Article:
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Court Case 7: Scopes Monkey Trial

Jury in the Scopes trial

Hulton Archive/Getty Images

­Year­: 1925

Charge: Illegal teaching of evolution

Plea: Not guilty

Verdict: Guilty

The outcome of the Scopes Monkey Trial resonates in U.S. education even today. In 1925, in Dayton, Tenn., high school teacher John Scopes went to court for teaching the theory of evolution to his students. The state's constitution banned the subject in schools. But Scopes served as more of a pawn; the true purpose of the case was to formally debate the evolution ban in court and to address the controversy surrounding it.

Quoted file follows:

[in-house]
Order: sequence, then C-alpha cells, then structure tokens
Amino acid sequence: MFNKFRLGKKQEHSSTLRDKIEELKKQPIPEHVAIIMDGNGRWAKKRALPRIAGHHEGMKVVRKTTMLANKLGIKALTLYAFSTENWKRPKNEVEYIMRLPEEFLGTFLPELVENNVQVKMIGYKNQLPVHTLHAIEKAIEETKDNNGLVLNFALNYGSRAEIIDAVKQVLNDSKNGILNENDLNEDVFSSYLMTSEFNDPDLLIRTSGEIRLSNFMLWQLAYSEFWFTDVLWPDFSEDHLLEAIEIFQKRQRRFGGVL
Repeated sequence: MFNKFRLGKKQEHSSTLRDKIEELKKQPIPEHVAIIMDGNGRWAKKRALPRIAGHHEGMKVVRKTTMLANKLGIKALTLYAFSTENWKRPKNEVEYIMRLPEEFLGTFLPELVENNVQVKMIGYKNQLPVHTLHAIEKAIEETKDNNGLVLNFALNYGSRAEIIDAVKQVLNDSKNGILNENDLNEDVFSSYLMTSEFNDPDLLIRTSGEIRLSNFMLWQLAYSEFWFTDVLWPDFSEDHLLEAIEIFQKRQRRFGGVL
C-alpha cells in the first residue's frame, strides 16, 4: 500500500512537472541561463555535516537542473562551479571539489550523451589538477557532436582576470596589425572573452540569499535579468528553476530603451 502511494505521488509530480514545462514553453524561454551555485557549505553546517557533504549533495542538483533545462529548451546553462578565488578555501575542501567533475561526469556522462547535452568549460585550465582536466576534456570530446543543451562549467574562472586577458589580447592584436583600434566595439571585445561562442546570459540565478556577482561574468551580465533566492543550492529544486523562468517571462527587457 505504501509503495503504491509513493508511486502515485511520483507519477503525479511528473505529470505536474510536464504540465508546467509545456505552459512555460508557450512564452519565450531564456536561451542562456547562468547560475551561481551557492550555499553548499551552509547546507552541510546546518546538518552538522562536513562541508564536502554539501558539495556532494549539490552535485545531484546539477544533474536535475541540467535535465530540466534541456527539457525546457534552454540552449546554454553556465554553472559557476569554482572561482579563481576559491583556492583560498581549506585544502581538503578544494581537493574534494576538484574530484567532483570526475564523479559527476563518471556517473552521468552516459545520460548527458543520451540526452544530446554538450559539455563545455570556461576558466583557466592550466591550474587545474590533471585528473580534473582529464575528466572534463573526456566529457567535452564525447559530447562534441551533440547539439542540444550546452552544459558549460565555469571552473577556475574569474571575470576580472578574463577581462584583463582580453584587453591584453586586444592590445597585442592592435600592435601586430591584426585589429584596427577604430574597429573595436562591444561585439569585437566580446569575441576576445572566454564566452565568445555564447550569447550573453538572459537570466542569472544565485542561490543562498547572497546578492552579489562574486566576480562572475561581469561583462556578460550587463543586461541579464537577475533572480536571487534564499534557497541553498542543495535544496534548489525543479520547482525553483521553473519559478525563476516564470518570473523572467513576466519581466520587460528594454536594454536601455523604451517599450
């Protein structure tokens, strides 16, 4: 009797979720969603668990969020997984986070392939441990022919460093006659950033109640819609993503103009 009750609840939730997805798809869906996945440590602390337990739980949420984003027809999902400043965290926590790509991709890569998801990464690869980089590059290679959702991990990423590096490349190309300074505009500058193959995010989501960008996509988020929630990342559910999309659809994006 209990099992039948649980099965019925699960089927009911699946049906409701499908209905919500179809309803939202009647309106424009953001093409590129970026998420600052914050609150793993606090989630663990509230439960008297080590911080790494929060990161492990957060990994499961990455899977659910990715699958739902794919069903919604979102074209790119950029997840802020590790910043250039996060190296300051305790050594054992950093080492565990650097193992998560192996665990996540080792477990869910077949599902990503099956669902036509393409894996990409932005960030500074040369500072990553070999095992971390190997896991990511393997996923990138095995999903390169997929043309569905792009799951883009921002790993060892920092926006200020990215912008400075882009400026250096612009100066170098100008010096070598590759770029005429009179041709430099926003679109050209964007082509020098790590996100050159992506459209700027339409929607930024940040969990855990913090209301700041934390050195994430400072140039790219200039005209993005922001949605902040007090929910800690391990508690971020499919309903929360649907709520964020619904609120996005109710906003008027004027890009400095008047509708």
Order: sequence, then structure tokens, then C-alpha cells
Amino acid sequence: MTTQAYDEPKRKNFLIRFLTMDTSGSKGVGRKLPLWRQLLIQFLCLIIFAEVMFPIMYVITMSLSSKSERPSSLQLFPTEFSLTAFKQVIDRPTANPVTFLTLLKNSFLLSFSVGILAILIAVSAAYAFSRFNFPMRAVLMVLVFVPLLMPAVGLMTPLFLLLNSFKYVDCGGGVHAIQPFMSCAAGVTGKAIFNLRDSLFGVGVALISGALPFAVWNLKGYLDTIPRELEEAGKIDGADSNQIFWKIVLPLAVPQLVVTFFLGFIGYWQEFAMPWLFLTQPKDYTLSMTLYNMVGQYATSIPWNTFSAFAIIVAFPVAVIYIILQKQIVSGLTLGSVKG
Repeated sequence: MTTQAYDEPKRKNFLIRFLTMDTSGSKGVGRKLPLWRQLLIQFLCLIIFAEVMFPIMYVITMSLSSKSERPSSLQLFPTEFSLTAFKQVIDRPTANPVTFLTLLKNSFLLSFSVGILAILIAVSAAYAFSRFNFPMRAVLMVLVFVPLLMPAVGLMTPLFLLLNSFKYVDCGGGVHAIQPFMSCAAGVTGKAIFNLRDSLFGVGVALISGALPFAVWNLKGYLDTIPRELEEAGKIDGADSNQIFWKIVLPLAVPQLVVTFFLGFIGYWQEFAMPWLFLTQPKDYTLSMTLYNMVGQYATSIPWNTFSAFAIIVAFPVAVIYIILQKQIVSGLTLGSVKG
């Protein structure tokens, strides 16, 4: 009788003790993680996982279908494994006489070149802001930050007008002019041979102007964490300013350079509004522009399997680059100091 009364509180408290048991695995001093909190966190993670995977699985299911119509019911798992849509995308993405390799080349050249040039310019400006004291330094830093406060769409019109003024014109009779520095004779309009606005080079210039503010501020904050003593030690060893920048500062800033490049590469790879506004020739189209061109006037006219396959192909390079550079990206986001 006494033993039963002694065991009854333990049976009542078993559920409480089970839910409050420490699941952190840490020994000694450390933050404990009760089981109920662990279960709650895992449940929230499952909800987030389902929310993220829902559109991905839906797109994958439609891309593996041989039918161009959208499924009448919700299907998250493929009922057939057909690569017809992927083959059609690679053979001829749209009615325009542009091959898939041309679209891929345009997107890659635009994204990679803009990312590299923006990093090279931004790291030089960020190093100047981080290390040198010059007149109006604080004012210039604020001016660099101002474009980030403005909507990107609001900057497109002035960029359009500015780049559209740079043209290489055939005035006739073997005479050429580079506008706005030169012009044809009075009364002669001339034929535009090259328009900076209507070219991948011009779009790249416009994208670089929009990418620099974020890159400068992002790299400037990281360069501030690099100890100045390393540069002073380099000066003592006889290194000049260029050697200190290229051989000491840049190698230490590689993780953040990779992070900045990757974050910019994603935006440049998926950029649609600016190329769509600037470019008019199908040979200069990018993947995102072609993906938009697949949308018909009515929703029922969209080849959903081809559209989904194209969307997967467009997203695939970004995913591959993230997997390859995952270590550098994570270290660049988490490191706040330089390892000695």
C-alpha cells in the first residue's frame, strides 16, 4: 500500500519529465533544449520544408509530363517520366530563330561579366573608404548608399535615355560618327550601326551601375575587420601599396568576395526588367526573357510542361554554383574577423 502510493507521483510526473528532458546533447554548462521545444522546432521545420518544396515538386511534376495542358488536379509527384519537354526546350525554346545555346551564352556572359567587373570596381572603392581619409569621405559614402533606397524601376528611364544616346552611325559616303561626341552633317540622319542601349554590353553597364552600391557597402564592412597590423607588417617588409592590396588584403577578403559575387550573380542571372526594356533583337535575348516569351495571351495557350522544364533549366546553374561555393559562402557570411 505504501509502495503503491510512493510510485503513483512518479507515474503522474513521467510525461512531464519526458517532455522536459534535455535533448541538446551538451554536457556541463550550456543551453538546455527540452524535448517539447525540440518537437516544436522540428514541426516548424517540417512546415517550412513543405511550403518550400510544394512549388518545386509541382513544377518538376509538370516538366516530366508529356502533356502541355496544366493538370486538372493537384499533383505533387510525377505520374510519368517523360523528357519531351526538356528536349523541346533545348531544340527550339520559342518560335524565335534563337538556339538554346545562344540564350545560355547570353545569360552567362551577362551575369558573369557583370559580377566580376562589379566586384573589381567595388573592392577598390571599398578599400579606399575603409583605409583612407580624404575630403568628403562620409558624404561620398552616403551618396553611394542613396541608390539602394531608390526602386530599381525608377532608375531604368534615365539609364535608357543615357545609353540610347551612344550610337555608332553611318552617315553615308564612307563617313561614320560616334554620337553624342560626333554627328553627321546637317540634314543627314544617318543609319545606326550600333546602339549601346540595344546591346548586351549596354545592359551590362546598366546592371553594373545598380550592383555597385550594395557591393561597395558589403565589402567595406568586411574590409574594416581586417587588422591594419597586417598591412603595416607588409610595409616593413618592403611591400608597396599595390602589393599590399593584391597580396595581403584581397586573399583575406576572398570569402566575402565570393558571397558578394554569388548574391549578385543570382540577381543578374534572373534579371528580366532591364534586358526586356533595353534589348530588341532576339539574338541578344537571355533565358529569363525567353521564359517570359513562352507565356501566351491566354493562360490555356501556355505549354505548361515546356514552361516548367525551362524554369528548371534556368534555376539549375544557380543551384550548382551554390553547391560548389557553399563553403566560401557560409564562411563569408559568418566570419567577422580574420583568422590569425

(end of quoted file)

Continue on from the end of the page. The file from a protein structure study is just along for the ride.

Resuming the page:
The prosecution team wa­s led by William Jennings Bryan, a former presidential candidate and staunch opponent of evolution. On Scopes' side, Clarence Darrow aimed to prove that the state ban was unconstitutional. Bryan and Darrow attracted crowds of thousands during the hearings. The testimonies and their statements weighed the validity of Darwin's theory versus that of the Bible.

­Ultimately, Darrow, on behalf of the defense, requested that the jury find Scopes guilty so that the case could continue to the state Supreme Court, where the constitutional ban could be possibly overturned. The jury did so, and the Tennessee Supreme Court eventually dismissed the case.

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